Pedestrian fatalities on U.S. roads have increased by more than 50 percent over the past decade, while deaths of people riding in cars, trucks and other vehicles remained essentially unchanged, according to an analysis of federal and state data released Thursday.

The analysis from the Governors Highway Safety Association estimated that pedestrian deaths totaled 6,590 in 2019, an increase of 5 percent over 2018.

It is the highest number in more than three decades, the report said, and underscores a historic reversal that has deeply disturbed safety experts.

“Pedestrian deaths were declining for 30 years and then in 2009, a complete reversal of progress became evident,” said Richard Retting, director of safety and research for Sam Schwartz Engineering, who wrote the report for the group, which represents state safety officials.

The report pointed to a host of long-established and other likely contributors to the grim tally, which has seen the number of pedestrian deaths in the United States rise from a rate of 1.3 per 100,000 people in 2009 to an estimated rate of 2.0 in 2019.

Among them: Cellphone use has soared, distracting drivers; Americans have moved toward heavier, less forgiving SUVs; drivers and pedestrians are too often intoxicated; many roads were designed with cars, not people, in mind; and walking in the dark has become increasingly deadly, according to the report.

“Increases in pedestrian fatalities are occurring largely at night,” the report said, noting that nighttime deaths shot up 67 percent from 2009 to 2018. Deaths occurring during the day were up 16 percent in that period. Now, about three-quarters of all pedestrian deaths happen when it is dark out.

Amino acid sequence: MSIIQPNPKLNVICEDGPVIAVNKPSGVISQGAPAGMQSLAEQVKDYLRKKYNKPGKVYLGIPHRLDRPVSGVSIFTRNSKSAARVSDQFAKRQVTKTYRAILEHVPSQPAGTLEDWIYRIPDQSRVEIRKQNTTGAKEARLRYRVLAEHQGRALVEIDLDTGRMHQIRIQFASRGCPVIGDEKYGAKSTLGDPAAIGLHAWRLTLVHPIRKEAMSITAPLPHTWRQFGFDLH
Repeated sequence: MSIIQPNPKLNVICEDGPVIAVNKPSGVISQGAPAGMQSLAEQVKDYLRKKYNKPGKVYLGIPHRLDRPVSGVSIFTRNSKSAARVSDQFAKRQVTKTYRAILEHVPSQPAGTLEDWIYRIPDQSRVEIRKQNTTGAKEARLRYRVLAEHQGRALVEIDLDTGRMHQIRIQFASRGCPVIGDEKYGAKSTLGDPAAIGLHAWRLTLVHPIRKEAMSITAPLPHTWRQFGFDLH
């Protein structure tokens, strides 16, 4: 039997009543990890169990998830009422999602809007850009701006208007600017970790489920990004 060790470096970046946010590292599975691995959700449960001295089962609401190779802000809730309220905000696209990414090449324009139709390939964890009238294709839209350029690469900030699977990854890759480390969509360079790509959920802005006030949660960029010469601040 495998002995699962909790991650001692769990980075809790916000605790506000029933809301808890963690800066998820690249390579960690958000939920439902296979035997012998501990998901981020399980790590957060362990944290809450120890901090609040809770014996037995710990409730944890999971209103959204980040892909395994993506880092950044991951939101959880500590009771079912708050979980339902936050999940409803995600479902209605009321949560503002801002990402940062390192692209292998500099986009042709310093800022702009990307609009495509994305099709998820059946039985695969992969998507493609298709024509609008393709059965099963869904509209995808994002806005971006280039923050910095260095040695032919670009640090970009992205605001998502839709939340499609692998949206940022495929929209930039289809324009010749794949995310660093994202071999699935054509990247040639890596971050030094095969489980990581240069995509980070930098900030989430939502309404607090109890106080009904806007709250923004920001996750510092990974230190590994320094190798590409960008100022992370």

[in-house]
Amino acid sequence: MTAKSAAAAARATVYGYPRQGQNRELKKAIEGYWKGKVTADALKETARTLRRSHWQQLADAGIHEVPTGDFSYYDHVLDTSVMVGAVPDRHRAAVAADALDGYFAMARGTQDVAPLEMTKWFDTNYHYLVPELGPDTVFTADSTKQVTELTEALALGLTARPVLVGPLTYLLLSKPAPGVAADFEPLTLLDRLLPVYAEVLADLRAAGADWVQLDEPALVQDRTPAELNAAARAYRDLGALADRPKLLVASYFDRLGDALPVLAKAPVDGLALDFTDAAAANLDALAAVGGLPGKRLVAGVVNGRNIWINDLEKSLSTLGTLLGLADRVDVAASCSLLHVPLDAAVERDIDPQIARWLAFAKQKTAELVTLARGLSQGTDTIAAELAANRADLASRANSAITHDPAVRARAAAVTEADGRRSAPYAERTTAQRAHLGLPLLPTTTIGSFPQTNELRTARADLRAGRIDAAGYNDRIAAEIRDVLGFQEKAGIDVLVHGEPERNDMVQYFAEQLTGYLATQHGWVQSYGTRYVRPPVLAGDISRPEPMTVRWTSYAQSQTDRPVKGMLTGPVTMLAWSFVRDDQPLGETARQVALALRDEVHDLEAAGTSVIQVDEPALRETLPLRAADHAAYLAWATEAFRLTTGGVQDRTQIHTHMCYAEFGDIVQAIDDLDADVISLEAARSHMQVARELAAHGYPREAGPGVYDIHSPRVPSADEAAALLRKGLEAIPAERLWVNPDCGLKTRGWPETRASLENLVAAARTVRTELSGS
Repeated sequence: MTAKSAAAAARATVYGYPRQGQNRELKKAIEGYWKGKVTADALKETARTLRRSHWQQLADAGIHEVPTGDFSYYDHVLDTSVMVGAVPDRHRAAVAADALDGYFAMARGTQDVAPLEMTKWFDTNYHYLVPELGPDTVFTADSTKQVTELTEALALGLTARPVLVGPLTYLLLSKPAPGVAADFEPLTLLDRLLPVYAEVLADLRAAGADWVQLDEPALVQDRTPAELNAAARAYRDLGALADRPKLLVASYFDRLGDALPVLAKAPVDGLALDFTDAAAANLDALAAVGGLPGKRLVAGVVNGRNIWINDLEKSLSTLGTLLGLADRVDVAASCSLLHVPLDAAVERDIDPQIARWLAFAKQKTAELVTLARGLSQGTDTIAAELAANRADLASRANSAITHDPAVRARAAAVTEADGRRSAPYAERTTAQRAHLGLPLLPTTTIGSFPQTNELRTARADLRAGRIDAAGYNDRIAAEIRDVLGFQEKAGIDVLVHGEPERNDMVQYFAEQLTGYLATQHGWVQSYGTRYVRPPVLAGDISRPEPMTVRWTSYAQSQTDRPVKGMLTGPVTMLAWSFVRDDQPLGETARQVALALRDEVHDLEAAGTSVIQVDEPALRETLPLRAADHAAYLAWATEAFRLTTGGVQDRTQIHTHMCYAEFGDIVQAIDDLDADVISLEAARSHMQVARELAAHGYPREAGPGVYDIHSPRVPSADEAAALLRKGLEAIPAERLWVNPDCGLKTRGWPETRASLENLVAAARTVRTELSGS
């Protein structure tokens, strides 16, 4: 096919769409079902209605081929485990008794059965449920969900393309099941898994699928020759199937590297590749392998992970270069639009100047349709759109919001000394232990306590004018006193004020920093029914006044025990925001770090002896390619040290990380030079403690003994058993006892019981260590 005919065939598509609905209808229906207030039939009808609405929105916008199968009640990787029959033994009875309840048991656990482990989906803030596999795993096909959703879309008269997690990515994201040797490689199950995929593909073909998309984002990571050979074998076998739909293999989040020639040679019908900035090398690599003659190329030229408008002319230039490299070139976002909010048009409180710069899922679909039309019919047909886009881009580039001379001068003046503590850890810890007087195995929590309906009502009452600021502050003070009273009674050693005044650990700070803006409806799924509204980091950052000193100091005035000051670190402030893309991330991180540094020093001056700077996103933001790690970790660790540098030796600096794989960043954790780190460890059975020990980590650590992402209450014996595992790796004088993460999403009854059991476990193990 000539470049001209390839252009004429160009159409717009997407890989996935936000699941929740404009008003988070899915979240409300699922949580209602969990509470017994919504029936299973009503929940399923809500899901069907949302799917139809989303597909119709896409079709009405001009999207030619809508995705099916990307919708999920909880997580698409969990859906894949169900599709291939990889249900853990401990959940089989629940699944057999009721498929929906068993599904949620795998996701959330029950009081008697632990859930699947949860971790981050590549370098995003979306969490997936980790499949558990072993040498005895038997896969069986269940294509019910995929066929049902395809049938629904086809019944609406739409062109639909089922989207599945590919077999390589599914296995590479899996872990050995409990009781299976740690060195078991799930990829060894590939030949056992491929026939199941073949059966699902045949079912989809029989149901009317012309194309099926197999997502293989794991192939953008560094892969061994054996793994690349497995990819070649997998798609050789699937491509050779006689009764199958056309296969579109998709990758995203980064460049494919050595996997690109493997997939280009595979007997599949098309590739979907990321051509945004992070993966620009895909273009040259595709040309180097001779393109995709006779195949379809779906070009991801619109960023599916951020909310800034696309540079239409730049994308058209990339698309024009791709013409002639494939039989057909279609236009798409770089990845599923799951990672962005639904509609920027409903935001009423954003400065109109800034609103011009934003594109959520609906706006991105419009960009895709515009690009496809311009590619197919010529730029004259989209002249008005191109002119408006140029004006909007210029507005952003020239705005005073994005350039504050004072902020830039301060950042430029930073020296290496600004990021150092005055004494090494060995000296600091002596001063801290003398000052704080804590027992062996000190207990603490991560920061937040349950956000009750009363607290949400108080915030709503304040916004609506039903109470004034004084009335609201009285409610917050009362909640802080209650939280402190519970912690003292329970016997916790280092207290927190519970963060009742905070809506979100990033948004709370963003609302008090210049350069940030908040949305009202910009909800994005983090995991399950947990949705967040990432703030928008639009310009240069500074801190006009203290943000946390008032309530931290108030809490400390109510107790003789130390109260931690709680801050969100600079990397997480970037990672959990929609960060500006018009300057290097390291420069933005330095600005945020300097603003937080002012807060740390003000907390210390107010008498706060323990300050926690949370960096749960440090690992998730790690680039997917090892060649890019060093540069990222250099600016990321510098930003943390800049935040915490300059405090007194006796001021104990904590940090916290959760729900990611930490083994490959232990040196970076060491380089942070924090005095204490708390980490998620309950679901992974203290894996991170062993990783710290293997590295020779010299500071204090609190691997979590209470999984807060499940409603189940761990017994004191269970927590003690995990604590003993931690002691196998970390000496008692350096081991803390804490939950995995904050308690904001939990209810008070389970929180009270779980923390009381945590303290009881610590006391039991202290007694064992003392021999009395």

That trend “suggests a need to prioritize engineering and enforcement countermeasures,” the report said, including better street lighting and more nighttime patrols.

Most pedestrians were killed away from intersections, the report notes, adding that cutting speeding can help. At busy crossings, adding flashing beacons and “pedestrian refuge islands” would make things safer. So, too, would reducing impairment, the report said.

“An estimated 33% of fatal pedestrian crashes involved a pedestrian with a [blood alcohol concentration] of 0.08% or higher, and an estimated 16% of drivers involved in these crashes had a BAC of 0.08% or higher,” the report said. “Pedestrian safety can be addressed by conducting high-visibility impaired driving enforcement in areas with robust nighttime pedestrian activity.”

In 2018, the last full year detailed data from the National Highway Traffic Safety Administration were available, pedestrians accounted for 17 percent of all road deaths, up from 12 percent in 2009, according to the report. In all, 36,560 people died on the road in 2018, according to NHTSA data.